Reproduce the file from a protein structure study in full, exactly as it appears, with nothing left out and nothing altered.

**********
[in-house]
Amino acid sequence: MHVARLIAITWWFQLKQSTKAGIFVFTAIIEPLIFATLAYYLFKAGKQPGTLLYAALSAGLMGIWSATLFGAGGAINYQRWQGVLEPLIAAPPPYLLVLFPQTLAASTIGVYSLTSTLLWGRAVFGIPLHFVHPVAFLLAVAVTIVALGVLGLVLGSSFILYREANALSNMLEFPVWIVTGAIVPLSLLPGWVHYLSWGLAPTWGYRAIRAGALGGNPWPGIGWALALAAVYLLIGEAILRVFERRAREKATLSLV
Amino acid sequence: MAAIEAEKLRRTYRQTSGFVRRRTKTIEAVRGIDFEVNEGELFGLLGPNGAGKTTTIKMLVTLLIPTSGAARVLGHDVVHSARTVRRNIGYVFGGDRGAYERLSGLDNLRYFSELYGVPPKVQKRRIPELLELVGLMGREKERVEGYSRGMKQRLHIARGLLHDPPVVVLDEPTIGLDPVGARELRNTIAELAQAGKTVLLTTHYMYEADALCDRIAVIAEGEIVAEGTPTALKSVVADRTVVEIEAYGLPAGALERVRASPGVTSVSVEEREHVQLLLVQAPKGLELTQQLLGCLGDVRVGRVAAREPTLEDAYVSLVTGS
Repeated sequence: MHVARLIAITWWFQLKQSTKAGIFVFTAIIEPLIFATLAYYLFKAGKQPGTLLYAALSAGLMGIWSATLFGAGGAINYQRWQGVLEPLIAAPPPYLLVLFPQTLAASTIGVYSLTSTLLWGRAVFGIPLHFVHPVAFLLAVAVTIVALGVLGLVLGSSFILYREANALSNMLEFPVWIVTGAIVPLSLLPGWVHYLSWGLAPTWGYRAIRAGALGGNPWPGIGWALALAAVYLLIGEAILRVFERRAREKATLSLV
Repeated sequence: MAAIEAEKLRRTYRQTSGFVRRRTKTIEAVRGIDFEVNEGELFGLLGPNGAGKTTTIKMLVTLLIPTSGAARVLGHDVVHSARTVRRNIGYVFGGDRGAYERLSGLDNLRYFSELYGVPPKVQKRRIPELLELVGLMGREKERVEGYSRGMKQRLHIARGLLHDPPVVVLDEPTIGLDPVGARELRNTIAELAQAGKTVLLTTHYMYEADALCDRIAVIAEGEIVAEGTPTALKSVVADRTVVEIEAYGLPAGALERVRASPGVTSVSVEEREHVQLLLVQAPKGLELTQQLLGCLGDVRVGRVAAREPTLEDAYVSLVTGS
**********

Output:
[in-house]
Amino acid sequence: MHVARLIAITWWFQLKQSTKAGIFVFTAIIEPLIFATLAYYLFKAGKQPGTLLYAALSAGLMGIWSATLFGAGGAINYQRWQGVLEPLIAAPPPYLLVLFPQTLAASTIGVYSLTSTLLWGRAVFGIPLHFVHPVAFLLAVAVTIVALGVLGLVLGSSFILYREANALSNMLEFPVWIVTGAIVPLSLLPGWVHYLSWGLAPTWGYRAIRAGALGGNPWPGIGWALALAAVYLLIGEAILRVFERRAREKATLSLV
Amino acid sequence: MAAIEAEKLRRTYRQTSGFVRRRTKTIEAVRGIDFEVNEGELFGLLGPNGAGKTTTIKMLVTLLIPTSGAARVLGHDVVHSARTVRRNIGYVFGGDRGAYERLSGLDNLRYFSELYGVPPKVQKRRIPELLELVGLMGREKERVEGYSRGMKQRLHIARGLLHDPPVVVLDEPTIGLDPVGARELRNTIAELAQAGKTVLLTTHYMYEADALCDRIAVIAEGEIVAEGTPTALKSVVADRTVVEIEAYGLPAGALERVRASPGVTSVSVEEREHVQLLLVQAPKGLELTQQLLGCLGDVRVGRVAAREPTLEDAYVSLVTGS
Repeated sequence: MHVARLIAITWWFQLKQSTKAGIFVFTAIIEPLIFATLAYYLFKAGKQPGTLLYAALSAGLMGIWSATLFGAGGAINYQRWQGVLEPLIAAPPPYLLVLFPQTLAASTIGVYSLTSTLLWGRAVFGIPLHFVHPVAFLLAVAVTIVALGVLGLVLGSSFILYREANALSNMLEFPVWIVTGAIVPLSLLPGWVHYLSWGLAPTWGYRAIRAGALGGNPWPGIGWALALAAVYLLIGEAILRVFERRAREKATLSLV
Repeated sequence: MAAIEAEKLRRTYRQTSGFVRRRTKTIEAVRGIDFEVNEGELFGLLGPNGAGKTTTIKMLVTLLIPTSGAARVLGHDVVHSARTVRRNIGYVFGGDRGAYERLSGLDNLRYFSELYGVPPKVQKRRIPELLELVGLMGREKERVEGYSRGMKQRLHIARGLLHDPPVVVLDEPTIGLDPVGARELRNTIAELAQAGKTVLLTTHYMYEADALCDRIAVIAEGEIVAEGTPTALKSVVADRTVVEIEAYGLPAGALERVRASPGVTSVSVEEREHVQLLLVQAPKGLELTQQLLGCLGDVRVGRVAAREPTLEDAYVSLVTGS